Mike Schrunk’s Right Hand

The Oregonian had an interesting, and extensive, piece on Norm Frink, noted local prosecutor and right-hand to Multnomah County DA Mike Schrunk.

The piece was interesting. As a former cog in the DA wheel, I’ve had occasion to work under Norm, and even worked with him once on a case (a police shooting, if memory serves). I can attest that he is feared in the office. I can also attest that he’s brilliant. I can attest that he’s not particularly likeable, and yet undeniably impressive. He’s an enigma, even to those who see him daily. While the article notes one of Norm’s friends saying that “what you see is what you get,” the problem is that you’re often not sure what you’re seeing, complicated by the fact that many in the office feel that “out-of-sight is out-of-mind” is the rule to live by with Norm, since getting a note that he wants to see you is normally an event that rates high on the pucker-factor scale.

It’s interesting that the article seems so astounded at the pit-bull reputation Norm has. In my experience working in two different DA’s offices, I found both offices I was in to have a “Norm” personality, and I developed the firm impression that a DA’s office was best-served having someone who would exercise the political will of the DA, since the DA often can’t due to his or her political nature. I also found that there are inherent issues having a Norm, because they acquire (and require) great power to accomplish their mission, usually have a perceived huge ego (whether or not Norm’s ego is really that huge, I couldn’t say, though I wouldn’t be surprised if it was), and by their nature alienate people.

I left the DA’s office in part because I didn’t like being inside that pool. Norm was a part of that. But, looking from the outside it, I realize that Norm operates, generally, in the interest of putting the right people in place to get the job done. I don’t always think he succeeds, but as I consider the people that had ascended to higher levels in the Multnomah County DA’s Office (which, generally, involves some sort of stamp of approval by Norm), there are many, many more good prosecutors there than bad. And, compared to the other office I worked in, the quality of professionalism throughout Mike Schrunk’s office is stellar.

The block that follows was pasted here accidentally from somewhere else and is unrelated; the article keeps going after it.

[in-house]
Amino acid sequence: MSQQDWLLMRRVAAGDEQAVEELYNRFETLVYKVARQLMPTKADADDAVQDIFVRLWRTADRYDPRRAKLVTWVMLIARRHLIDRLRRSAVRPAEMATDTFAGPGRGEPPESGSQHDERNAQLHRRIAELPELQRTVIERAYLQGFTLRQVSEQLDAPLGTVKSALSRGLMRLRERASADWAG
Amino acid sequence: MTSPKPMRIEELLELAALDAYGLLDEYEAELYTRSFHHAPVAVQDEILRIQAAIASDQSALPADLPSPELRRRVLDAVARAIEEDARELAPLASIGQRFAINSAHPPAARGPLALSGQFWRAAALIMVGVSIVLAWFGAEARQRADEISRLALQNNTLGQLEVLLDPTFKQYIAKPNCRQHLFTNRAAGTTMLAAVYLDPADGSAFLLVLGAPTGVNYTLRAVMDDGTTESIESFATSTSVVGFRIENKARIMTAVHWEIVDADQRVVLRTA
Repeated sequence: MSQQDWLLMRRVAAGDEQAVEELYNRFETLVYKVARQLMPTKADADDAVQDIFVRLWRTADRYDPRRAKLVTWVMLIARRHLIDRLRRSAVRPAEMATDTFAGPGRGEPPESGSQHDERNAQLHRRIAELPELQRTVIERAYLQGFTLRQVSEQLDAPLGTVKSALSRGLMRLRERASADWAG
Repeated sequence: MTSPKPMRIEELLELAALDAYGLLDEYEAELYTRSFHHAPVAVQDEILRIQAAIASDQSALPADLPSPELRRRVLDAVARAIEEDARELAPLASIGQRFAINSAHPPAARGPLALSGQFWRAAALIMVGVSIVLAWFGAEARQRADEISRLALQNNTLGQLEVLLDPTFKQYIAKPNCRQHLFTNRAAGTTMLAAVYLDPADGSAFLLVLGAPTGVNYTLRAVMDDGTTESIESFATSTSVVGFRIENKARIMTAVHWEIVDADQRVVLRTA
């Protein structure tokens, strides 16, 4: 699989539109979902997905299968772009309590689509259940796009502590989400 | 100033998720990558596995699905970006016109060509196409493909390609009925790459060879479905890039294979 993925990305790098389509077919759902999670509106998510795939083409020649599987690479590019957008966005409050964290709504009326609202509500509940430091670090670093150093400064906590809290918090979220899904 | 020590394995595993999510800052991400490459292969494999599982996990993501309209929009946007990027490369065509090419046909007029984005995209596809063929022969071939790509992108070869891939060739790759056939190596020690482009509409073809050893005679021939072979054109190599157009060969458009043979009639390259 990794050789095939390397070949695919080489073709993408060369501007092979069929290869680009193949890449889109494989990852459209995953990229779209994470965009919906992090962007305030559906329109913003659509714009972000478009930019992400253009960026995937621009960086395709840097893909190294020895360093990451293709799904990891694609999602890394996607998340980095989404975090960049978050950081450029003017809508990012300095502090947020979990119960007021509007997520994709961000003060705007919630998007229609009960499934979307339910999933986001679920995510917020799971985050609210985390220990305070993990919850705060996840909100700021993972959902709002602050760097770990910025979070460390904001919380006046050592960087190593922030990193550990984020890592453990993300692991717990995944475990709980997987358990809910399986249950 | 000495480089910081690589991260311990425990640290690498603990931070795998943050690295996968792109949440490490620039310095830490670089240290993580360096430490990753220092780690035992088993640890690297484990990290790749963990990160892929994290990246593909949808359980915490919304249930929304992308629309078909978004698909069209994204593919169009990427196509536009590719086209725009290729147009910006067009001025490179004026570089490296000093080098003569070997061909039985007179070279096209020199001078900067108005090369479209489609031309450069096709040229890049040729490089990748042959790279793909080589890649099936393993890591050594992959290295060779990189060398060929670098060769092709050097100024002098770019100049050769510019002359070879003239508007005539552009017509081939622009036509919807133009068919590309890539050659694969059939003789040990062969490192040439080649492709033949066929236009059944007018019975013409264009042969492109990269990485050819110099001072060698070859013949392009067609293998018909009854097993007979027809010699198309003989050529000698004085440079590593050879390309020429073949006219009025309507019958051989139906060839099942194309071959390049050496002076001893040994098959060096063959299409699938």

Say what you will about our local prosecutor’s office. Despite the fact that I left it, in part, because I didn’t see it as a place that would allow me to be happy in five years, the people that are there now (at least the ones that have been there long enough to develop an understanding of what DA work is about) are, by and large, the best prosecutors you could hope to have. And, say what you will about Norm Frink, good or bad (and, certainly, he deserves some of both), he’s largely responsible for the professionalism of that office and the quality of its people and their work.

Do I like Norm? Not particularly (though I don’t particularly dislike him, either — I don’t know him as a person, but instead as the icon he’s become both within and without that office). I think a lot of people who work with him would say the same thing. But do I respect him? Absolutely. And, again, the same would be said by those who work with him and see how devoted, how talented, and how demanding he is.